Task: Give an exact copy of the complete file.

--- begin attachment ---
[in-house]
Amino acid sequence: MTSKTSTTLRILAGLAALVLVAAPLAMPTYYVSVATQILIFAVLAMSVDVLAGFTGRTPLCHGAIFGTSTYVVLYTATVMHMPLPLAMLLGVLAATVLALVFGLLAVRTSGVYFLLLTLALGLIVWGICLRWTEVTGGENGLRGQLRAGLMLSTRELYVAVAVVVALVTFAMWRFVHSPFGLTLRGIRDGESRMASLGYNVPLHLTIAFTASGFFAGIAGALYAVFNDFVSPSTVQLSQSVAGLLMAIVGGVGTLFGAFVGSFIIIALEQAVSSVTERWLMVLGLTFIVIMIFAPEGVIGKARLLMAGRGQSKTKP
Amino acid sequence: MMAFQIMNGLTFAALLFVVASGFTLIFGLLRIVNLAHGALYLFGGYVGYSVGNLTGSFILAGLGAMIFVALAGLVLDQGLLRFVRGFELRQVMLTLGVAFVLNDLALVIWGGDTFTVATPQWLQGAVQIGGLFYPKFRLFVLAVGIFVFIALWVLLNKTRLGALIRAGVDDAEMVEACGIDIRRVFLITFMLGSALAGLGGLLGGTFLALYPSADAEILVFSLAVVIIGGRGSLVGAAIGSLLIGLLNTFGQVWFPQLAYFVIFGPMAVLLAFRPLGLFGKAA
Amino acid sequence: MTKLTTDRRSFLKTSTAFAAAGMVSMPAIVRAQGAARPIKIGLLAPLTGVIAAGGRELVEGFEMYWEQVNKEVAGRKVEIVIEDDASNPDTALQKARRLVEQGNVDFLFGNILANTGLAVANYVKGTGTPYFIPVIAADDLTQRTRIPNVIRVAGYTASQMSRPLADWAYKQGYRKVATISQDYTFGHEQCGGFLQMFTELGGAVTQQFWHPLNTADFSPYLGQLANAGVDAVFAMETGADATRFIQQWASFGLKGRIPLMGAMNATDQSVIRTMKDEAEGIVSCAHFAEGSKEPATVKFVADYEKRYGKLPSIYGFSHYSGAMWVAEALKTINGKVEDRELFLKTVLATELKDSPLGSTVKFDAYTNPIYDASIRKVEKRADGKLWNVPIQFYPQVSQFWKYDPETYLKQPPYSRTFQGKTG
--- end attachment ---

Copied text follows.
[in-house]
Amino acid sequence: MTSKTSTTLRILAGLAALVLVAAPLAMPTYYVSVATQILIFAVLAMSVDVLAGFTGRTPLCHGAIFGTSTYVVLYTATVMHMPLPLAMLLGVLAATVLALVFGLLAVRTSGVYFLLLTLALGLIVWGICLRWTEVTGGENGLRGQLRAGLMLSTRELYVAVAVVVALVTFAMWRFVHSPFGLTLRGIRDGESRMASLGYNVPLHLTIAFTASGFFAGIAGALYAVFNDFVSPSTVQLSQSVAGLLMAIVGGVGTLFGAFVGSFIIIALEQAVSSVTERWLMVLGLTFIVIMIFAPEGVIGKARLLMAGRGQSKTKP
Amino acid sequence: MMAFQIMNGLTFAALLFVVASGFTLIFGLLRIVNLAHGALYLFGGYVGYSVGNLTGSFILAGLGAMIFVALAGLVLDQGLLRFVRGFELRQVMLTLGVAFVLNDLALVIWGGDTFTVATPQWLQGAVQIGGLFYPKFRLFVLAVGIFVFIALWVLLNKTRLGALIRAGVDDAEMVEACGIDIRRVFLITFMLGSALAGLGGLLGGTFLALYPSADAEILVFSLAVVIIGGRGSLVGAAIGSLLIGLLNTFGQVWFPQLAYFVIFGPMAVLLAFRPLGLFGKAA
Amino acid sequence: MTKLTTDRRSFLKTSTAFAAAGMVSMPAIVRAQGAARPIKIGLLAPLTGVIAAGGRELVEGFEMYWEQVNKEVAGRKVEIVIEDDASNPDTALQKARRLVEQGNVDFLFGNILANTGLAVANYVKGTGTPYFIPVIAADDLTQRTRIPNVIRVAGYTASQMSRPLADWAYKQGYRKVATISQDYTFGHEQCGGFLQMFTELGGAVTQQFWHPLNTADFSPYLGQLANAGVDAVFAMETGADATRFIQQWASFGLKGRIPLMGAMNATDQSVIRTMKDEAEGIVSCAHFAEGSKEPATVKFVADYEKRYGKLPSIYGFSHYSGAMWVAEALKTINGKVEDRELFLKTVLATELKDSPLGSTVKFDAYTNPIYDASIRKVEKRADGKLWNVPIQFYPQVSQFWKYDPETYLKQPPYSRTFQGKTG